Seems like none of the WWII guys like to talk about the fighting at all. Despite urging I was never able to extract much info from my any of my now gone relatives who fought in WWII in Europe.

But I did hear a great story about a French railroad tanker car full of wine that was 'liberated' from the Nazis. The ensuing party was apparently epic. As was the hangover.
 
2013-11-11 07:20:22 AM  
I heard a story from my uncle who was fighting in the South seas. They would load up a fighter plane with beer and fly it really high and when it landed, the beer was nice and cold.
 
2013-11-11 07:45:39 AM  
They should imprison everyone who lied about their age for committing fraud on federal documents.
 
2013-11-11 07:58:38 AM  

No Catchy Nickname: doglover: No Catchy Nickname: sleeps in trees: DO NOT WANT Poster Girl: My great-uncle Walter Taylor lied about his age too in WWII and joined the Navy, and managed to save a ship, lives, and a harbor when he was 16 by running down into and flooding the storage bay of the munitions ship that was on fire after a torpedo hit.

We only found out the story after he died.

My granddad was 16. From what he said it was commonplace.

What? Running down into the storage bay of a munitions ship that was on fire after a torpedo hit and flooding it was commonplace? Geez, they really were made of sterner stuff back then.

No internet porn. Teenage boys thought they had nothing to live for.

That...that actually makes perfect sense!


Also the reason violent crime is down.

Behold the power of porn.
 
2013-11-11 08:05:27 AM  
Using child soldiers is a war crime.
 
2013-11-11 08:20:51 AM  
A 150 lb 14 year old? Jesus that's a big kid.
 
2013-11-11 09:00:00 AM  

To The Escape Zeppelin!: A 150 lb 14 year old? Jesus that's a big kid.


Especially in 1941
 
2013-11-11 09:27:25 AM  

Erebus1954: Seems like none of the WWII guys like to talk about the fighting at all. Despite urging I was never able to extract much info from my any of my now gone relatives who fought in WWII in Europe.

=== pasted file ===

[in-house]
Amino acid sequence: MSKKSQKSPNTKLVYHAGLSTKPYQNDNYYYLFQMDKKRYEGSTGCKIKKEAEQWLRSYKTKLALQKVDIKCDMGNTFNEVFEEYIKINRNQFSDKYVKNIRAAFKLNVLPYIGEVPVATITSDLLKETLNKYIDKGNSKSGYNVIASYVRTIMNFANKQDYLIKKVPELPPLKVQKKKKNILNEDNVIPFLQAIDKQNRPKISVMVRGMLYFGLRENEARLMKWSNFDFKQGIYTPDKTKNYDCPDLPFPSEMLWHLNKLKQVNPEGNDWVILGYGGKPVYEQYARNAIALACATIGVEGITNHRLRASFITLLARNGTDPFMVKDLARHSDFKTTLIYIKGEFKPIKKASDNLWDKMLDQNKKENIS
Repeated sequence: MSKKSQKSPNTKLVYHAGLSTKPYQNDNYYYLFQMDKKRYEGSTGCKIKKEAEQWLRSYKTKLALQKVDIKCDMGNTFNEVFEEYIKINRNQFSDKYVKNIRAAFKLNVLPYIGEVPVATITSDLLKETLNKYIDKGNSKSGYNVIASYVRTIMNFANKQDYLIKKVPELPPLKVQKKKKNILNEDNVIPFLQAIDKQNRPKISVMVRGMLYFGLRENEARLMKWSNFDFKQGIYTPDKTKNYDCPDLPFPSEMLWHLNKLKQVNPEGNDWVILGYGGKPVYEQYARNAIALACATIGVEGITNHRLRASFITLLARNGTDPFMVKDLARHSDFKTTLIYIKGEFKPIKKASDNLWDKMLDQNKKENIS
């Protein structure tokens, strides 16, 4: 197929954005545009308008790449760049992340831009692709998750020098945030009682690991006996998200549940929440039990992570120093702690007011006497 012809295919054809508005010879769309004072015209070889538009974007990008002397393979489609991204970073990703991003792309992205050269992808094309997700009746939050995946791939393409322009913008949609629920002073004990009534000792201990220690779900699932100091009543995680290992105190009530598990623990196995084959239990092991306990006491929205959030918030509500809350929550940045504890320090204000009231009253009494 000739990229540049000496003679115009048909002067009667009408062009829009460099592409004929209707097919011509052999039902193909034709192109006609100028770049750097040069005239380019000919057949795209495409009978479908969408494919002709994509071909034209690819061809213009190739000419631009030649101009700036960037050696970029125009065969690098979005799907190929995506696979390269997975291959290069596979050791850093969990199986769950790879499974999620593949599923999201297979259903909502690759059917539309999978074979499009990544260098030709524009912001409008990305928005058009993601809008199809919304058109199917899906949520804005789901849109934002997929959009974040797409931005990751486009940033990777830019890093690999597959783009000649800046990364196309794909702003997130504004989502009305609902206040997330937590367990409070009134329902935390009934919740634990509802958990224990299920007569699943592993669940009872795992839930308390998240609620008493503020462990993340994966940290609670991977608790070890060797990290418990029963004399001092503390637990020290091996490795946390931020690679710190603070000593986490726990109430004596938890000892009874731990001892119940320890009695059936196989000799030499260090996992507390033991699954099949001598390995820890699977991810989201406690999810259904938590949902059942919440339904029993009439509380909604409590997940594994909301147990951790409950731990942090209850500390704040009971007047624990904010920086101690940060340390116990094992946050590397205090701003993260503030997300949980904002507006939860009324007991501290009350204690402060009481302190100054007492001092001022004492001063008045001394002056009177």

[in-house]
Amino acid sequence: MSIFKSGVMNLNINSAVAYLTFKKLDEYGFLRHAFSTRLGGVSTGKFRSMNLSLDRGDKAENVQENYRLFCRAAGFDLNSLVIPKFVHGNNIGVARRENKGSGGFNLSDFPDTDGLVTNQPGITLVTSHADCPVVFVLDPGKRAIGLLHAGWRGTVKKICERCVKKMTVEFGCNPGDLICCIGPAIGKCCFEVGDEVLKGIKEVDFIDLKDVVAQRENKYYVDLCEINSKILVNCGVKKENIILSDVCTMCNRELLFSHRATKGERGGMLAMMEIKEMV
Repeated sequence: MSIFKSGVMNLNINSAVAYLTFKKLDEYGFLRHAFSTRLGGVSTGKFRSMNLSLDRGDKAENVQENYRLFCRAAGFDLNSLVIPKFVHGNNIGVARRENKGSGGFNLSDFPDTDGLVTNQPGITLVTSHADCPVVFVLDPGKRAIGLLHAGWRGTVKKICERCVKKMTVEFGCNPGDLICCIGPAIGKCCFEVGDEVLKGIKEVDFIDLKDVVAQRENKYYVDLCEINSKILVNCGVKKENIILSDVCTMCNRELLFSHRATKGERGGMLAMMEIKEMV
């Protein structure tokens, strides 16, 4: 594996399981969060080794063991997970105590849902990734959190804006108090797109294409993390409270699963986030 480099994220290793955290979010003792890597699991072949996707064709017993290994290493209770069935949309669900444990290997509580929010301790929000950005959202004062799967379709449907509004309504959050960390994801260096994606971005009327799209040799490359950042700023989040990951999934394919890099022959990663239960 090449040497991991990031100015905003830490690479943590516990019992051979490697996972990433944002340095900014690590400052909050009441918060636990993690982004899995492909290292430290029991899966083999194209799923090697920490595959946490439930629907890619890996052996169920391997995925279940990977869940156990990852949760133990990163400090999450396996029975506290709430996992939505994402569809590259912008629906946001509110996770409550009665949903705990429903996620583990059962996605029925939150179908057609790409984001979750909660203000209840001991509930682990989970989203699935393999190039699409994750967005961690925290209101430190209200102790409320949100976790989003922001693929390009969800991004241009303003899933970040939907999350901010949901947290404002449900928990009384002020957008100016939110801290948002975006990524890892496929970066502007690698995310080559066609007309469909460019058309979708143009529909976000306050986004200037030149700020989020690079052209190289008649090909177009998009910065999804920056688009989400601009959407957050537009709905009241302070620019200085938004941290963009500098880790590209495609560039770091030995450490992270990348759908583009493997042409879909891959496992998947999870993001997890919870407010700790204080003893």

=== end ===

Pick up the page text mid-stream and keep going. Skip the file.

But I did hear a great story about a French railroad tanker car full of wine that was 'liberated' from the Nazis. The ensuing party was apparently epic. As was the hangover.


Stories my dad did tell:

Being on guard duty his first month in N. Africa and shooting a local that just slit the throat of his friend.
Having a sniper shoot off his helmet.
Losing his M1 on the beach landing in Italy.
Monte Cassino, with the locals coming after them with pitchforks.

There are a few more he shared but that is it. Some stories defy belief. Other make you cringe. He did help liberate a concentration camp. I didn't know that until a visiting German friend of the family started to talk about how the holocaust was not real and just stories to scare kids. He described in detail what he saw, with much anger in his voice.
 
2013-11-11 09:41:26 AM  
My grandfather was in WWI, and fought at Vimy Ridge. He never spoke about the war, but always had to sleep in the bedroom in my grandparents house that faced the street, because he wouldn't sleep in total darkness, having been buried alive twice during the trench warfare in France. Then when WWII came along, my two uncles signed up, so they "wouldn't shame the old man!" My oldest uncle Lew failed basic training on purpose, so when my other uncle Bud got there they would be together. I recently found out that Lew was on the beach during the Normandy invasion, with the Canadian troops. They both survived the war, came home, Lew with a bride from England and lived quite happy long lives. I am so thankful for the three of them for what they did and I am more thankful that my dad was too young to go to war and that neither my brother or husband or son have ever had to go to war.
 
2013-11-11 10:15:01 AM  
My grandfather did the same thing after coming home from school one day to find his parents had moved out with his brother and he was on his own.  They found out his age, kicked him out, then he re-enlisted when he was of age.  He was kind of a badass.
 
2013-11-11 11:12:48 AM  
wpmedia.arts.nationalpost.com
Considered lying about his age to enlist.
 
2013-11-11 01:05:30 PM  
My dad joined at the age of 16. Similar story, his step dad had kicked him out of the house and he had nowhere to go.
 
2013-11-11 03:53:35 PM  
GIS for `14 year old soldier`

static.guim.co.uk
 
2013-11-11 03:55:08 PM  
GIS for `14 year old soldier`

www.popularstruggle.org
 
Displayed 40 of 40 comments

View Voting Results: Smartest and Funniest

This thread is archived, and closed to new comments.

Continue Farking
Submit a Link »
On Twitter






In Other Media


  1. Links are submitted by members of the Fark community.

  2. When community members submit a link, they also write a custom headline for the story.

  3. Other Farkers comment on the links. This is the number of comments. Click here to read them.

  4. Click here to submit a link.

Report